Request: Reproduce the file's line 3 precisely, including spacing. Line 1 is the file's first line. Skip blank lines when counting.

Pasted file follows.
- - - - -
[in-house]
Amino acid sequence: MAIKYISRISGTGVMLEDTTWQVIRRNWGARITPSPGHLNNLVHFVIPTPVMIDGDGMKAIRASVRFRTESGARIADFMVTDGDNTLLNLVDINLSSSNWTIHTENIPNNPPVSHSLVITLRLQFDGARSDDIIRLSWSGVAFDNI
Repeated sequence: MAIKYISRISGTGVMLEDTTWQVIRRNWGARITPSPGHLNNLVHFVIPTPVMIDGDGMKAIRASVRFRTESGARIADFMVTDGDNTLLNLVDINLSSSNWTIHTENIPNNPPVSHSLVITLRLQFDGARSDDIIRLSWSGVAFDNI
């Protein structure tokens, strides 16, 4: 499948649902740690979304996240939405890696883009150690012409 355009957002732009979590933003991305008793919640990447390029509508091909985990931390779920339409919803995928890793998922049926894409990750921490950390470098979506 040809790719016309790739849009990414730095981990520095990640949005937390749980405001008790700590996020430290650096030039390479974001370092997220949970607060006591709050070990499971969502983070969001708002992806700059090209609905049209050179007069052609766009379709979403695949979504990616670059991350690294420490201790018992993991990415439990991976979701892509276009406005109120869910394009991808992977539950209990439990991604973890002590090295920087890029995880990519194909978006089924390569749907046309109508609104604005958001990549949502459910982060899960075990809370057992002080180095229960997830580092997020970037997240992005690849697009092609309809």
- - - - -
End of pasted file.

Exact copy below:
Repeated sequence: MAIKYISRISGTGVMLEDTTWQVIRRNWGARITPSPGHLNNLVHFVIPTPVMIDGDGMKAIRASVRFRTESGARIADFMVTDGDNTLLNLVDINLSSSNWTIHTENIPNNPPVSHSLVITLRLQFDGARSDDIIRLSWSGVAFDNI